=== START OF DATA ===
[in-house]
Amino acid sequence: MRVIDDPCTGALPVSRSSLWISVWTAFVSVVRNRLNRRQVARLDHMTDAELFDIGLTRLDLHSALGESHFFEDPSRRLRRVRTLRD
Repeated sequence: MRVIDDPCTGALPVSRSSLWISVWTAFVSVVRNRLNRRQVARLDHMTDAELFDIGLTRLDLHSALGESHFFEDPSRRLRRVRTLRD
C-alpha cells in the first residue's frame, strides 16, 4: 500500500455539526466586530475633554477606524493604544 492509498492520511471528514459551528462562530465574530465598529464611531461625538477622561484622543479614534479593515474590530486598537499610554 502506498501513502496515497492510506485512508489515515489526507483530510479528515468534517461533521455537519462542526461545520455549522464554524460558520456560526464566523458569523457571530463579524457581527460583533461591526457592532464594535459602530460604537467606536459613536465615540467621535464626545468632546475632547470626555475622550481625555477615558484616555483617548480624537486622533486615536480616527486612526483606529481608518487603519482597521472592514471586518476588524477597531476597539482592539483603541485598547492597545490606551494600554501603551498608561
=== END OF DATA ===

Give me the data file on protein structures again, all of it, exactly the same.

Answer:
[in-house]
Amino acid sequence: MRVIDDPCTGALPVSRSSLWISVWTAFVSVVRNRLNRRQVARLDHMTDAELFDIGLTRLDLHSALGESHFFEDPSRRLRRVRTLRD
Repeated sequence: MRVIDDPCTGALPVSRSSLWISVWTAFVSVVRNRLNRRQVARLDHMTDAELFDIGLTRLDLHSALGESHFFEDPSRRLRRVRTLRD
C-alpha cells in the first residue's frame, strides 16, 4: 500500500455539526466586530475633554477606524493604544 492509498492520511471528514459551528462562530465574530465598529464611531461625538477622561484622543479614534479593515474590530486598537499610554 502506498501513502496515497492510506485512508489515515489526507483530510479528515468534517461533521455537519462542526461545520455549522464554524460558520456560526464566523458569523457571530463579524457581527460583533461591526457592532464594535459602530460604537467606536459613536465615540467621535464626545468632546475632547470626555475622550481625555477615558484616555483617548480624537486622533486615536480616527486612526483606529481608518487603519482597521472592514471586518476588524477597531476597539482592539483603541485598547492597545490606551494600554501603551498608561